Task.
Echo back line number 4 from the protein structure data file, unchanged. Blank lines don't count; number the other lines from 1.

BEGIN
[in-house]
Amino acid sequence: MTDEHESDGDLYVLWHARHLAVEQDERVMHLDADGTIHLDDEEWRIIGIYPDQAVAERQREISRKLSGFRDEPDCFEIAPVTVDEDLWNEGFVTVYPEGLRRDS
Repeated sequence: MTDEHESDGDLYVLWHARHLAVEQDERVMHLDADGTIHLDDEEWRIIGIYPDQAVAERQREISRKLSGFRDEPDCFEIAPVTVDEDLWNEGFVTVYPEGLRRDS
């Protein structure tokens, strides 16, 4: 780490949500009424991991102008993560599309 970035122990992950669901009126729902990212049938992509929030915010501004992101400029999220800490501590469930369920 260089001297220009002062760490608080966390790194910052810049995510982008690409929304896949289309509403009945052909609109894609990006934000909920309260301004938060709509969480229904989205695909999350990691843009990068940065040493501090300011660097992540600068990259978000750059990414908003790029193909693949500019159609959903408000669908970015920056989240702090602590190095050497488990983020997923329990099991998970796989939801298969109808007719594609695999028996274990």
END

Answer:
């Protein structure tokens, strides 16, 4: 780490949500009424991991102008993560599309 970035122990992950669901009126729902990212049938992509929030915010501004992101400029999220800490501590469930369920 260089001297220009002062760490608080966390790194910052810049995510982008690409929304896949289309509403009945052909609109894609990006934000909920309260301004938060709509969480229904989205695909999350990691843009990068940065040493501090300011660097992540600068990259978000750059990414908003790029193909693949500019159609959903408000669908970015920056989240702090602590190095050497488990983020997923329990099991998970796989939801298969109808007719594609695999028996274990």